A Little Bit of Spruce

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For the first time in many Sundays, no commitments. It’s snowing again and unusually I’m very happy to be inside in the warmth with a cup of herbal tea at hand – and an embarrassing amount of coloured pencils. I’m not sure if I just drew a spruce, pine or fir branch, I’m think it’s a spruce!

Autumn Goodness

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It feels good to fly a little free and figure out the colours needed for a drawing, like this one of an autumn leaf, rather than copy faithfully from a book. The latter is a great way to learn and I’ll refer to those same books for suggestions when I get stumped, but the training wheels had to come off at some point (as they did with the plum).

The clocks have recently gone back and I never quite know how to feel about this, waking up is a little easier with more light, rather than burrowing back down into the duvet whilst the darkness lingers. But then it gets darker in the evening so much sooner, which is not really appealing to me. Perhaps though the autumn/winter seasons are some of the potentially most creative times? The energy is more withdrawn, less exuberantly outward, which can feel like a kind of loss at first, but if you can channel that saved energy it might actually be replenishing. With less time to be outside there’s more time to rest, to draw, cook, read, learn more about photography, to write…. (I’m just talking about what I enjoy, insert your own particular interests and hobbies).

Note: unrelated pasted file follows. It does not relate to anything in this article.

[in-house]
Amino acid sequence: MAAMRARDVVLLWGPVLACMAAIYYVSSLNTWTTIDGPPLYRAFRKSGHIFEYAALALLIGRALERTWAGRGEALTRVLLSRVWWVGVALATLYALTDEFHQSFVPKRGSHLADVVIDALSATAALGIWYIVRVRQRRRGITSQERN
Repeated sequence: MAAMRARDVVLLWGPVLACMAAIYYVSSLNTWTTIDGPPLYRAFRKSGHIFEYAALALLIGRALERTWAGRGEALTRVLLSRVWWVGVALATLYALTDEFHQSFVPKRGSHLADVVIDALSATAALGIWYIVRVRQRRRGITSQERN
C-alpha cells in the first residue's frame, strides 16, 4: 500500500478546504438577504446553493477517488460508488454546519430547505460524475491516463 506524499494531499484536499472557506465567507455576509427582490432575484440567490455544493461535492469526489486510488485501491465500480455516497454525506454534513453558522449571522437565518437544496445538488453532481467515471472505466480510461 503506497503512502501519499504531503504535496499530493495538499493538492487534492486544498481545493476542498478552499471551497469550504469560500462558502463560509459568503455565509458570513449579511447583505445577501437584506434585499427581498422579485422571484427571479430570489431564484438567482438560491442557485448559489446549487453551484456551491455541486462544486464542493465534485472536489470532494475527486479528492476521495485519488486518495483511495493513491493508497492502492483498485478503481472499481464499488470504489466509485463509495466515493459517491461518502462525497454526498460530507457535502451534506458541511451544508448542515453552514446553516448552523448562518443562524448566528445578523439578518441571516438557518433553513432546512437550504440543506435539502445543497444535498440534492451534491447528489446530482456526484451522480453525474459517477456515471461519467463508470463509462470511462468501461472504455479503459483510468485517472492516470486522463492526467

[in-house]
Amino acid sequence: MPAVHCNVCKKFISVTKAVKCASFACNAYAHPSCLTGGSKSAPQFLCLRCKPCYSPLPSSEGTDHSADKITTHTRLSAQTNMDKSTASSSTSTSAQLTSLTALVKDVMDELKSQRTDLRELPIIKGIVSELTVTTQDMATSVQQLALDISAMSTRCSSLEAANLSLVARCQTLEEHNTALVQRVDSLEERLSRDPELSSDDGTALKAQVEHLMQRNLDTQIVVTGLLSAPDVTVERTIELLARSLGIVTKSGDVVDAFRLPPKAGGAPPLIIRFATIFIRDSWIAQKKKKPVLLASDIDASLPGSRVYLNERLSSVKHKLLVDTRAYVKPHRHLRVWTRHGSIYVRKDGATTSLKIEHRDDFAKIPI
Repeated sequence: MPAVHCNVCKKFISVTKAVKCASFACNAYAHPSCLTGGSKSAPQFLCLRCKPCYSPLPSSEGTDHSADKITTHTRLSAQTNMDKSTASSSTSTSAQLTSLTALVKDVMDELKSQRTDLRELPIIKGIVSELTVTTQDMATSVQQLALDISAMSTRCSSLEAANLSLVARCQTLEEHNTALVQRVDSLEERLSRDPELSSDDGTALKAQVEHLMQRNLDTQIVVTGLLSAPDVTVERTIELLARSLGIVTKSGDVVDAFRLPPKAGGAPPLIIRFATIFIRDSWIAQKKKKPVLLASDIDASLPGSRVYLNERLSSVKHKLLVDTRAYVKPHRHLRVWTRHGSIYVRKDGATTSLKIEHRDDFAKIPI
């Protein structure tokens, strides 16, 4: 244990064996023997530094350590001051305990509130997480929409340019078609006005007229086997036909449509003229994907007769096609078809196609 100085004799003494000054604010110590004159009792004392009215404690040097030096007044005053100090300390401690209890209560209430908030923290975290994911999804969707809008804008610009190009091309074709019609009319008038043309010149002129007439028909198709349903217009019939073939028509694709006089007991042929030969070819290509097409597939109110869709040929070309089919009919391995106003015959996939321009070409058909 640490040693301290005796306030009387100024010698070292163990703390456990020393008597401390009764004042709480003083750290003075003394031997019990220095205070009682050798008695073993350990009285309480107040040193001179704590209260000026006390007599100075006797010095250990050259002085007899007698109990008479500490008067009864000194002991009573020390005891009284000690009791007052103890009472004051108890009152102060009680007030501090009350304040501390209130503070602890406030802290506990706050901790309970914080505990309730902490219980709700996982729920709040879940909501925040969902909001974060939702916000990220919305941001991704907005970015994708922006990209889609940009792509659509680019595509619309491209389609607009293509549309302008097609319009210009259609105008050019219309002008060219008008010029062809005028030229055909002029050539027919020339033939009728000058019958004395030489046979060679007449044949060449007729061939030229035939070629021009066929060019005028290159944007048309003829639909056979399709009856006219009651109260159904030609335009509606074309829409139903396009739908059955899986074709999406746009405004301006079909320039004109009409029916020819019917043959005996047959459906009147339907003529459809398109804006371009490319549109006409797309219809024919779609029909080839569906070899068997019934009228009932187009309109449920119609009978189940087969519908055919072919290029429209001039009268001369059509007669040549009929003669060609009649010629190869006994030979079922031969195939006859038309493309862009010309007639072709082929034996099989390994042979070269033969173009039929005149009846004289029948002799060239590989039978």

Speaking of comfort food (we were weren’t we?!), I tried making a pumpkin pie, which I haven’t done for a few years. I used the same pastry recipe as I did for a fruit pie – once again omitting added salt as I used salted butter – and my own recipe for the pumpkin filling, which is as follows:

1 14oz (or 400mls) can of organic pumpkin

I cup of soy milk

2 eggs

1/4 – 1/2 cup of maple syrup

1 1/2 – 2 teaspoons cinnamon

1/2 teaspoon ginger

1/4 teaspoon nutmeg